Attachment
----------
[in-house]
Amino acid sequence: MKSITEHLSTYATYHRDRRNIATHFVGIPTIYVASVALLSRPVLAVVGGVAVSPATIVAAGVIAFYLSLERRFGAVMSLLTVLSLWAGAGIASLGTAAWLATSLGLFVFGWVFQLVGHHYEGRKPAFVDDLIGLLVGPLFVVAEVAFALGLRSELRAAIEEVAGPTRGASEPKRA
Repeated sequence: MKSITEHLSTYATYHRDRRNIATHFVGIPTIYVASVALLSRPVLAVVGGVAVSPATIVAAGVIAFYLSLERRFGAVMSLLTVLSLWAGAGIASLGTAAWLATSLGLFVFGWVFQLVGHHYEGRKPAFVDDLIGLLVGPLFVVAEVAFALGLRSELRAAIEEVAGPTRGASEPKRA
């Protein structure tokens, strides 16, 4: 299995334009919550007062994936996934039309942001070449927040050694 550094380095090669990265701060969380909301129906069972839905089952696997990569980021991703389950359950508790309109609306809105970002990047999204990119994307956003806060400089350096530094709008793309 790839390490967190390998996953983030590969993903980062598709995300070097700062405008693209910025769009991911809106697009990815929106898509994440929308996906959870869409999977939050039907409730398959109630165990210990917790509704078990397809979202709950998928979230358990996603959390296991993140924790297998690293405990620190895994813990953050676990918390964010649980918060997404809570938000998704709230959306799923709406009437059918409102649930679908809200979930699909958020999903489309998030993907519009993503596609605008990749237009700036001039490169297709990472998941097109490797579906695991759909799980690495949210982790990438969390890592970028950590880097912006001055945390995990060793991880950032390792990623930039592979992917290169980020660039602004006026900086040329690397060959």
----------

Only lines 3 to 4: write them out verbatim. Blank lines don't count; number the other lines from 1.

Repeated sequence: MKSITEHLSTYATYHRDRRNIATHFVGIPTIYVASVALLSRPVLAVVGGVAVSPATIVAAGVIAFYLSLERRFGAVMSLLTVLSLWAGAGIASLGTAAWLATSLGLFVFGWVFQLVGHHYEGRKPAFVDDLIGLLVGPLFVVAEVAFALGLRSELRAAIEEVAGPTRGASEPKRA
């Protein structure tokens, strides 16, 4: 299995334009919550007062994936996934039309942001070449927040050694 550094380095090669990265701060969380909301129906069972839905089952696997990569980021991703389950359950508790309109609306809105970002990047999204990119994307956003806060400089350096530094709008793309 790839390490967190390998996953983030590969993903980062598709995300070097700062405008693209910025769009991911809106697009990815929106898509994440929308996906959870869409999977939050039907409730398959109630165990210990917790509704078990397809979202709950998928979230358990996603959390296991993140924790297998690293405990620190895994813990953050676990918390964010649980918060997404809570938000998704709230959306799923709406009437059918409102649930679908809200979930699909958020999903489309998030993907519009993503596609605008990749237009700036001039490169297709990472998941097109490797579906695991759909799980690495949210982790990438969390890592970028950590880097912006001055945390995990060793991880950032390792990623930039592979992917290169980020660039602004006026900086040329690397060959």